Back to Basics: The Key to Mastering Software Development

Michael K. Campbell reviews the book C# How-To, by Ben Watson, using it to argue the importance of a strong grounding in software development basics

In a recent discussion with my oldest daughter about the importance of basics and piano practice, I found myself reaching for a beginner-to-Intermediate C# 4.0 book with Post-it Flags "flagging" a large number of pages. What I hoped to communicate to my daughter (who was bored with the basics of piano) was that even though I've been professionally developing for over a decade, I'm still constantly focusing on the basics—because I'm convinced that mastery of anything only comes from a solid understanding of the basics.

How I Suckered You in to a Book Review

Ironically, what made me reach for a C# 4.0 book when talking to my daughter was the fact that I had been anguishing over whether or not to do a book review for my next DevProConnections Update.

On the one hand, I think book reviews are cheap. They're fairly easy to write and just don't strike me as being as beneficial as articles where I outline examples of how to solve technical problems or work with technology directly. On the other hand, book reviews are probably more constructive than many of my editorials/rants.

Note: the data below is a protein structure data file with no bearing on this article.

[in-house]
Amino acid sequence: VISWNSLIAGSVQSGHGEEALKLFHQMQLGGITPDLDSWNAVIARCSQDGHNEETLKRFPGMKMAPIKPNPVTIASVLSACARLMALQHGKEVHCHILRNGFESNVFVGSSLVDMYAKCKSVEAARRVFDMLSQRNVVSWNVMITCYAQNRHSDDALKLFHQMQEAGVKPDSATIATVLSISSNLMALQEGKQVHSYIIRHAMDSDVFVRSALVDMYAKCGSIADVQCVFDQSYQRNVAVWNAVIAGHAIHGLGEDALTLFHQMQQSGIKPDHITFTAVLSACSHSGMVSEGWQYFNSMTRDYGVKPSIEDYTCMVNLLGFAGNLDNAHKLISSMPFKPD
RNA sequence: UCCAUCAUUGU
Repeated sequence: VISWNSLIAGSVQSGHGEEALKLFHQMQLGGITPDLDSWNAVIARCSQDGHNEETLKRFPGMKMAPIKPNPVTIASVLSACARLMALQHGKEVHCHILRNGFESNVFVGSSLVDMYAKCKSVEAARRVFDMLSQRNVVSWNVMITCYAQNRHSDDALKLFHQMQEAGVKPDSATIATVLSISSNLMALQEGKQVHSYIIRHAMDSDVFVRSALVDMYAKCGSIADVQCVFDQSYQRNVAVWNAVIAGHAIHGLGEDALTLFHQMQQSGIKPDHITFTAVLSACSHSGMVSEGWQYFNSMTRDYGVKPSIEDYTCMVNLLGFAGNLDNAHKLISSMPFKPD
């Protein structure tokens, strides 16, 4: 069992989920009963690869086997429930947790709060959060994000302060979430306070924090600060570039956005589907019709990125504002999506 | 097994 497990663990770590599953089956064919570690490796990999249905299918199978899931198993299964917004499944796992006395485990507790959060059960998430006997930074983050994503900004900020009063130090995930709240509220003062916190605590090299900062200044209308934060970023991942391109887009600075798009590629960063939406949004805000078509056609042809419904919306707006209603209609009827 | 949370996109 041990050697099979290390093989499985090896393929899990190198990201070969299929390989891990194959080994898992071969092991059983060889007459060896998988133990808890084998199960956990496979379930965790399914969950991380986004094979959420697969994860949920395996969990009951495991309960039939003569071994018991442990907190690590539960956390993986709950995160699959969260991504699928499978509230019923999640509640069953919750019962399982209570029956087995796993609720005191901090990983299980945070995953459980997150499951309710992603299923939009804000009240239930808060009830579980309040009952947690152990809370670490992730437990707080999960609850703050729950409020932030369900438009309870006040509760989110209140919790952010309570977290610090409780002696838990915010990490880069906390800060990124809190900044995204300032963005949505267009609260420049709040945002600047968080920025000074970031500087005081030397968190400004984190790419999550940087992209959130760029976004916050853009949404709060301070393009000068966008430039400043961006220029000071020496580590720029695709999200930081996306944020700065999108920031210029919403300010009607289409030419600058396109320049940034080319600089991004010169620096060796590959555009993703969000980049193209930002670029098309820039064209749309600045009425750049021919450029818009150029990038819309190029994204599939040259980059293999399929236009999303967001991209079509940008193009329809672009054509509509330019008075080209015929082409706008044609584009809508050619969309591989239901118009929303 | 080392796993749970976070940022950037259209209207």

But, in musing about whether or not to spout off about Windows Azure, do an article on how to leverage SQL Server Full Text Indexing within .NET applications, or tackle a book review, I couldn't help but think about how much I had enjoyed C# 4.0 How-To (Sams Publishing), by Ben Watson—simply because of how many pages and recipes I had flagged.

C# 4.0 How-To, by Ben Watson: A Fantastic Cookbook

Simply stated, C# 4.0 How-To, by Ben Watson is a fantastic book.

Above and beyond being a great cookbook that's chock-full of recipes for C# developers, I was impressed about how it made me think about my understanding of C# basics. Recipes in this book require very little documentation, as the code defined in them is very well written to the point where it clearly defines how to solve the problems outline, or listed, as part of each recipe. The author also does a great job of pointing out potential pitfalls and addressing best practices when and where needed—making recipes more valuable than the mere code used to solve a given problem.

In no particular order, here are some other things that I really enjoyed about this book: